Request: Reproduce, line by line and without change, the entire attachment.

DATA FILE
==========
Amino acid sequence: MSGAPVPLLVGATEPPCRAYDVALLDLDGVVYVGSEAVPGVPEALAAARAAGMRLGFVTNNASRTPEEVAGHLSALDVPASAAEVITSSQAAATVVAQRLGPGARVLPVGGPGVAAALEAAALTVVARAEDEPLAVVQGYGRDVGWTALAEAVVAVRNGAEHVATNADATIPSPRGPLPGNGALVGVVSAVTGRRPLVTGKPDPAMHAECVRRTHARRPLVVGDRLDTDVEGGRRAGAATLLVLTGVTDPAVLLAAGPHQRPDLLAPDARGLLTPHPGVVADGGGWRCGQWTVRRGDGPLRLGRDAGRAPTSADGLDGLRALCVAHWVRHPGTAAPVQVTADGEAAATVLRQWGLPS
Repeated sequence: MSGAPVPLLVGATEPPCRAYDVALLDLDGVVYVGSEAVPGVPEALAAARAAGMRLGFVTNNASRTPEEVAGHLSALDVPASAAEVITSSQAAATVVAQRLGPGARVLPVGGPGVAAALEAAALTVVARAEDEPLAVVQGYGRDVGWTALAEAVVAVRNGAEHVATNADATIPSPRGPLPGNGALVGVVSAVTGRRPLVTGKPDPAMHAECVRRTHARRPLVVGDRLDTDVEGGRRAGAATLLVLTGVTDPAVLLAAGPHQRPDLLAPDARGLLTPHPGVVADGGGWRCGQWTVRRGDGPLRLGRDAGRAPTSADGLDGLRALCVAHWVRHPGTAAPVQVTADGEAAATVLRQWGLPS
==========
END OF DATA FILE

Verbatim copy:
Amino acid sequence: MSGAPVPLLVGATEPPCRAYDVALLDLDGVVYVGSEAVPGVPEALAAARAAGMRLGFVTNNASRTPEEVAGHLSALDVPASAAEVITSSQAAATVVAQRLGPGARVLPVGGPGVAAALEAAALTVVARAEDEPLAVVQGYGRDVGWTALAEAVVAVRNGAEHVATNADATIPSPRGPLPGNGALVGVVSAVTGRRPLVTGKPDPAMHAECVRRTHARRPLVVGDRLDTDVEGGRRAGAATLLVLTGVTDPAVLLAAGPHQRPDLLAPDARGLLTPHPGVVADGGGWRCGQWTVRRGDGPLRLGRDAGRAPTSADGLDGLRALCVAHWVRHPGTAAPVQVTADGEAAATVLRQWGLPS
Repeated sequence: MSGAPVPLLVGATEPPCRAYDVALLDLDGVVYVGSEAVPGVPEALAAARAAGMRLGFVTNNASRTPEEVAGHLSALDVPASAAEVITSSQAAATVVAQRLGPGARVLPVGGPGVAAALEAAALTVVARAEDEPLAVVQGYGRDVGWTALAEAVVAVRNGAEHVATNADATIPSPRGPLPGNGALVGVVSAVTGRRPLVTGKPDPAMHAECVRRTHARRPLVVGDRLDTDVEGGRRAGAATLLVLTGVTDPAVLLAAGPHQRPDLLAPDARGLLTPHPGVVADGGGWRCGQWTVRRGDGPLRLGRDAGRAPTSADGLDGLRALCVAHWVRHPGTAAPVQVTADGEAAATVLRQWGLPS